For the short answer, watch this video:
There are many variables to consider when deciding whether or not you need to hire a growth marketer so now for the long answer.
Why the hype?
As a starting point, it is important to consider what the term ‘growth marketing’ means.
According to stats from LinkedIn Sales Navigator, there are now more than 200,000 growth marketing professionals around the world.
Hard to believe when you consider that just a few years ago, the term didn’t exist.
Sean Ellis coined the term “growth hacker” in 2010. In their book Hacking Growth, Sean Ellis and Morgan Brown define growth hacking as “a rigorous approach to fueling rapid market growth through high-speed, cross-functional experimentation”.
The 3 main differences with traditional marketing are:
- Growth marketing is a cross-functional effort. Growth marketers and growth teams work at the intersection of marketing, data science, and product engineering. It abolishes the traditional silos within an organization for more effective collaboration.
- Growth marketers consider the entire customer journey instead of mostly focusing on awareness and acquisition tactics.
- Growth marketing is an iterative process of trial and error. Growth marketers work towards small incremental improvements that can compound over time instead of big one-off campaigns.
The simultaneous rise of the internet, smartphones, and platforms created massive opportunities for startups in the 2010s. To fuel these innovations, investments from venture capital firms skyrocketed during the period which increased significantly the level of competition. To stand out in this crowded business environment, startups had to find novel growth strategies to effectively attract and retain customers. Silicon Valley startups like Dropbox, Facebook, or Uber successfully and famously pioneered the concept of growth teams which led to the democratization of the practice worldwide.
Are you ready for growth?
Most founders want their business to grow as fast as possible. But aiming for growth too early can cause serious growing pains and actually harm your business.
The main job of any founder is to sell their vision. In the early days of a startup, it is crucial that the founders lead sales & marketing (do things that don’t scale) in order to gain as much direct customer feedback as possible and shorten the feedback loop for product improvements. Get help from people in your network and advisors but hiring a full-time growth marketer should wait until after you’ve gotten some market validation for your product.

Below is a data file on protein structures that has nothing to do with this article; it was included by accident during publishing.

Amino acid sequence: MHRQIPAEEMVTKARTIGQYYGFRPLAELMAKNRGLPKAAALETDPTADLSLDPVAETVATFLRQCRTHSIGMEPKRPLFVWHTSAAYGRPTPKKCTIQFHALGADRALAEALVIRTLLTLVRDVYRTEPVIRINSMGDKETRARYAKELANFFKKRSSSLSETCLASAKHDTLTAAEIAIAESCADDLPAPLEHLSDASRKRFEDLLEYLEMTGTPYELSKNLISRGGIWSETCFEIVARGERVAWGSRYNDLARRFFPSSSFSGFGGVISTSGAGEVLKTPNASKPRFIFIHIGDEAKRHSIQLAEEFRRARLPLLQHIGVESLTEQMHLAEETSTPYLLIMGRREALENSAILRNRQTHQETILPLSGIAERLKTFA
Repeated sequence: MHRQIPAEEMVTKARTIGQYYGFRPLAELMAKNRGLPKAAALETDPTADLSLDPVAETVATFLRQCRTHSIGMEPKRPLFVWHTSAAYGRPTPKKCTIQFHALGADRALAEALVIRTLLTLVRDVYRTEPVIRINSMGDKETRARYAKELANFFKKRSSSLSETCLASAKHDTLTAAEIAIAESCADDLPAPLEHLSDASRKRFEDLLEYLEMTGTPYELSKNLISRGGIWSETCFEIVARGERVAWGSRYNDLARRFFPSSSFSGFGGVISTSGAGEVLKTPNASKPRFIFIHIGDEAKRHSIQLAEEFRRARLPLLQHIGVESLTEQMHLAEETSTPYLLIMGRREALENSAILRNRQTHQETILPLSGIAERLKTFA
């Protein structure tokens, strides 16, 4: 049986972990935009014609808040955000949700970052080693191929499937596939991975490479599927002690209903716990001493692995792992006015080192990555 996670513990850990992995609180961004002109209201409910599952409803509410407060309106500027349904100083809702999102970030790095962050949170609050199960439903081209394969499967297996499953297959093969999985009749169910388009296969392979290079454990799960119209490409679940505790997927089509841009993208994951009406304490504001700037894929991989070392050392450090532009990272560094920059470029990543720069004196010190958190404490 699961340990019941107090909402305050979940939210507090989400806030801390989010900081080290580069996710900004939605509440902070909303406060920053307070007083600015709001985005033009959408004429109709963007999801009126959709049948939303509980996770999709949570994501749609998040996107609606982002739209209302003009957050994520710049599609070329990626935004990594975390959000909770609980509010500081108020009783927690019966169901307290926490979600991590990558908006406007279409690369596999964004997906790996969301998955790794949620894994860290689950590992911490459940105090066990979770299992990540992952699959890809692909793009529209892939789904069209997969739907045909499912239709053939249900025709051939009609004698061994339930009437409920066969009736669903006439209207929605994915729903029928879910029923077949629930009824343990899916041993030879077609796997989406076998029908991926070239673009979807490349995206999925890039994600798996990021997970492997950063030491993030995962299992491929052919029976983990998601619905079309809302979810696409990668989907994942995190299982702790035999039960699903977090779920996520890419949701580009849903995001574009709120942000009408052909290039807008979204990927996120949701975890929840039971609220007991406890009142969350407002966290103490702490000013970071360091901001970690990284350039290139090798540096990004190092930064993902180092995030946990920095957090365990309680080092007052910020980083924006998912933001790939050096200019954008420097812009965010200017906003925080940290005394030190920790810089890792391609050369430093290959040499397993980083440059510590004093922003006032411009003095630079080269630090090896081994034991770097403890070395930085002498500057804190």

A good time to hire a growth marketer is when your startup has reached product-market fit. At that point, you have validated the need for your product within the target audience and it’s now time to build a solid team to work with experiments and scalable growth strategies.
Growth marketing is not some kind of magic wand which will turn everything around.
“If the starting point of the conversation is about a person and not a team, it’s a set up for failure. One person just can’t do that much. Ultimately at the end of the day, you need this hybrid of skillsets to truly move the needle, and so that’s probably one of the top three most common things that we see people set up for failure. The conversation has to be around a team, and not a person, otherwise, it’s most likely gonna tank.” warns Brian Balfour, Founder and CEO of Reforge.
While hiring your first growth marketer is an important milestone, growth is above all the result of company-wide growth habits and culture.
I hope this has been helpful! If you have any further questions for me, please feel free to ask.